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The Shipment (Star Trek: Enterprise)

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"The Shipment"
Star Trek: Enterprise episode
Episode no. Season 3
Episode 7
Directed by David Straiton
Written by Chris Black
Brent V. Friedman
Featured music Jay Chattaway
Production code 307
Original air date October 29, 2003 (2003-10-29)
Guest appearance(s)
Episode chronology
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"The Shipment" is the fifty-ninth episode of the American science fiction television series Star Trek: Enterprise, the seventh episode of season three. It first aired on October 29, 2003 on the UPN network in the United States. The episode was written by Chris Black and Brent V. Friedman. It was directed by David Straiton, his sixth episode of the series at that point.

Set in the 22nd century, the series follows the adventures of the first Starfleet starship Enterprise, registration NX-01. In this episode, the crew follow a trail of information to a mining complex which is producing a compound used in the construction of a Xindi weapon, while Chief Engineer Charles "Trip" Tucker (Connor Trinneer) makes a discovery about the Xindi sidearms.

The episode was filmed in late August and early September at the same time as the season premier was first aired. It used a combination of standing sets along with a handful of new sets to represent locations on the Xindi planet. Two actors resumed their roles from earlier in the season; John Cothran, Jr. had previously appeared as a Klingon in both Star Trek: The Next Generation and Deep Space Nine. Reviews were mostly positive for "The Shipment", and it received a 3.9/6 rating, which was an increase from the re-run shown the previous week but was not as high as the following episode.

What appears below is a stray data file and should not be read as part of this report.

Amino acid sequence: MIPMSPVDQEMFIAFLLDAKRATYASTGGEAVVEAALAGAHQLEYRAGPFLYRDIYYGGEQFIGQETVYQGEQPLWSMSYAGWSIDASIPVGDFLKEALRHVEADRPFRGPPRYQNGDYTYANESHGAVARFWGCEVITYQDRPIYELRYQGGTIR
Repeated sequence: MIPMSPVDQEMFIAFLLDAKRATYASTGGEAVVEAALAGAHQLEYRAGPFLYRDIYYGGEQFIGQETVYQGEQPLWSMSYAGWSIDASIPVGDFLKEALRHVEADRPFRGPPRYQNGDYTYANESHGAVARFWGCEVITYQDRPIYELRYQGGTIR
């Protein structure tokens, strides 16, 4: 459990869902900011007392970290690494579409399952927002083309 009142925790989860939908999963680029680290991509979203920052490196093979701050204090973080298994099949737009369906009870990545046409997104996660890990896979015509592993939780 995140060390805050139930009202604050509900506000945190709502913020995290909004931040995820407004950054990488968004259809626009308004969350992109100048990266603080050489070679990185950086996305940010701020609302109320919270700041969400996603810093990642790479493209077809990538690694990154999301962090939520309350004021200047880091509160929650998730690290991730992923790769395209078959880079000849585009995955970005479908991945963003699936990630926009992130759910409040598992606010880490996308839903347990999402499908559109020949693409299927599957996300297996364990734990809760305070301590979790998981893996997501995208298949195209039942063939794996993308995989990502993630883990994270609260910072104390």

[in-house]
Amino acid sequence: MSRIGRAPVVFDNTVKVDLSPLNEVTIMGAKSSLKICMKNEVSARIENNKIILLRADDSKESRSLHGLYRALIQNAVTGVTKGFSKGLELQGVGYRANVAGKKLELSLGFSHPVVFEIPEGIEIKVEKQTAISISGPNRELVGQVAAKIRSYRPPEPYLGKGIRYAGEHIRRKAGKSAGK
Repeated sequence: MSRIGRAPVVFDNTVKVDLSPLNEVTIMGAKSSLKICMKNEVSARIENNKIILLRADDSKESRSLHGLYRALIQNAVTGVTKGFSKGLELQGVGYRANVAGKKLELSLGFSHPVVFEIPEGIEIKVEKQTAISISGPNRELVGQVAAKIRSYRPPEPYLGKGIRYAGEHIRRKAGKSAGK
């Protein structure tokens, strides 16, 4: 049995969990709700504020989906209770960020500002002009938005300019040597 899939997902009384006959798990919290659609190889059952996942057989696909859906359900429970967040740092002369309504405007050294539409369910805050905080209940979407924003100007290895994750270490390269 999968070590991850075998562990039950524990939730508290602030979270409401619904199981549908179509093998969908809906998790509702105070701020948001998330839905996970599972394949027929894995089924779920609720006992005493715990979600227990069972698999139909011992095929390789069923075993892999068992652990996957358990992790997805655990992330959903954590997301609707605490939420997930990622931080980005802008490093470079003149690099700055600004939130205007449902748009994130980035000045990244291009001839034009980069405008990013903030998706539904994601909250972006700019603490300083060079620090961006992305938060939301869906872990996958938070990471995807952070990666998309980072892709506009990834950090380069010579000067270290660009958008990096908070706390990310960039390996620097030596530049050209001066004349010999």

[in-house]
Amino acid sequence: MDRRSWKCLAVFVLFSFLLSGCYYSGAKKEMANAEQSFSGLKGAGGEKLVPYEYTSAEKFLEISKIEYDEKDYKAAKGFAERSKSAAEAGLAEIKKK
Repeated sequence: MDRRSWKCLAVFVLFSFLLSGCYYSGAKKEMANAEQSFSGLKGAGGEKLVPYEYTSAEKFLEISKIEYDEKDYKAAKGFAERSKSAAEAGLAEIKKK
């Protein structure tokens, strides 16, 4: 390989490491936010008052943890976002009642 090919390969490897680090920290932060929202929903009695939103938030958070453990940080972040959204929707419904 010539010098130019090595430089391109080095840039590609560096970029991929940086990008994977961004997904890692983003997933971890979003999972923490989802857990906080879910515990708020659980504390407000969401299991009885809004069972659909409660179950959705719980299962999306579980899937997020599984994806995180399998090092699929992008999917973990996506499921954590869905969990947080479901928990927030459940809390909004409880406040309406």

At the Xindi Council, Degra reports that the weapon should be ready in a matter of weeks. On Enterprise, the coordinates provided by Tarquin (in "Exile") lead to a planet, and the crew decide to hide the ship while a shuttlecraft manned by Captain Archer, Lieutenant Reed and Major Hayes approaches it. Evading detection, they land and enter a Xindi settlement, where they find a great quantity of kemocite being refined. They then observe Gralik Durr and two associates discussing the deal they have to mine the kemocite for Degra. The away team then beams up a canister of kemocite for analysis, and then follow Gralik back to his home, where they confront him.

T'Pol's analysis shows that the Xindi probe which attacked Earth (in "The Expanse") contained kemocite. Archer then tells Gralik that Degra will use the kemocite to build a weapon, but the Arboreal denies any knowledge of the plan. Back on Enterprise, Commander Tucker also learns that the kemocite is the key to Reptilian rifle technology. Archer approves his idea to reverse engineer a rifle, but Tucker unknowingly triggers a self-destruct sequence and the weapon is beamed into space. Archer then decides not to destroy the kemocite mining complex as he doesn't want the Xindi to think of them as aggressors.